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Headlines

Friday, September 5th, 2014

White House CTO Comes with Mapping Experience

President Barack Obama has named Megan Smith, a top Google executive who helped oversee some of the search giant’s most daring research, as the country’s next chief technology officer. Smith’s arrival in Washington caps off a lengthy career at Google. With the Google team, Smith worked on the company’s “SolveForX” community effort and its “WomenTechmakers”

Friday, September 5th, 2014

French Imaging Satellites Keep Tabs on Ukraine Crisis

The French Defense Ministry on Sept. 4 strongly hinted that its own satellite imagery confirmed U.S. allegations of a Russian military presence in Ukraine but refused to say so directly. France is the only other NATO alliance member with its own fleet of optical satellites with sufficiently high resolution to distinguish between types of military

Thursday, September 4th, 2014

WorldView-3 Satellite Sees Wildfire Beneath the Smoke

DigitalGlobe promised that the shortwave infrared sensor on its WorldView-3 satellite could see through smoke to track wildfires, and one of its latest images has delivered on that pledge: The picture, captured from an altitude of 383 miles (617 kilometers) last week, reveals the burn line around the Happy Camp Complex fire in California’s Klamath

Wednesday, September 3rd, 2014

Mobile Phone Data Analysis Proves Susceptible to Hidden Bias

Mobile phones have become one of the most important tools for anthropologists hoping to uncover the secrets of modern human behaviour. Every mobile phone call or text triggers the creation of a log that records the time and day, duration and type of communication of the message as well as the cellular tower that handled

Wednesday, September 3rd, 2014

Satellites: Make Earth Observations Open Access

Detailed assessments — regional, global, daily and seasonal — of land use and land cover are needed to monitor biodiversity loss and ecosystem dynamics and to aid in reducing emissions from deforestation and forest degradation. Satellite imagery is the best source of such data, especially over large areas. Observations need to be extensive, regular and

Monday, September 1st, 2014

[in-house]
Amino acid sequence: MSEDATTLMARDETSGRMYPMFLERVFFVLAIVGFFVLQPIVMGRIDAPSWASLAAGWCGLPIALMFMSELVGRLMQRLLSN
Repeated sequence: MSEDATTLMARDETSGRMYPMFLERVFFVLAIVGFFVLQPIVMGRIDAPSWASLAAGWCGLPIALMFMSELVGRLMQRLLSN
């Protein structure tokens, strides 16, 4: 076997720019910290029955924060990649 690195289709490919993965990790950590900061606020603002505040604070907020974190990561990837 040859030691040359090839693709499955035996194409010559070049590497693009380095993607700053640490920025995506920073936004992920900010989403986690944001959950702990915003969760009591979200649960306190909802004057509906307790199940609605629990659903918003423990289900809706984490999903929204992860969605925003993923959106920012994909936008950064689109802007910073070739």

FAA Dithering Forces Drone Innovators Abroad

Google’s announcement this week that they’ve been testing delivery drones caught the tech world by surprise.  What wasn’t surprising to experts familiar with the industry is that Google conducted all of their aerial tests outside the United States.  That’s because the FAA has utterly failed to create procedures for companies like Google to test their

Monday, September 1st, 2014

Disaster Tech Lab Teams to Use Drones to Save Lives

Galway start-up Disaster Tech Lab is teaming up with a company run by former military aviators to use drones in disaster zones to help save lives. The new venture will see the pair collaborate on building airborne wireless sensor platforms – the drones will be flown over a disaster zone to detect and geolocate signals

Sunday, August 31st, 2014

Seattle-based Sensor Company Hopes to Create a West-coast Seismic Monitoring Network

Jerry Paros of Paroscientific, a Redmond-based company that has produced almost 1,000 sensors for monitoring the seafloor off Japan, wants to parlay that success to monitor the submarine fault in his own backyard. Paros envisions a system like those off Japan, with a cable backbone running from Vancouver Island to Cape Mendocino in California, and

Friday, August 29th, 2014

Cellphone Tracking Records for Sale for Surveillance

Makers of surveillance systems are offering governments across the world the ability to track the movements of almost anybody who carries a cellphone, whether they are blocks away or on another continent. The technology works by exploiting an essential fact of all cellular networks: They must keep detailed, up-to-the-minute records on the locations of their

Friday, August 29th, 2014

EU Satellite Fired Into Wrong Orbit by ‘Software Bug’

Two satellites commissioned by the European Union were accidentally sent into the wrong orbit at launch because of a simple software bug – potentially rendering the multi-million pound devices less capable than intended, or even entirely useless. Russian newspaper Izvestia reports that a software error in the upper stage, which was developed by a Russian

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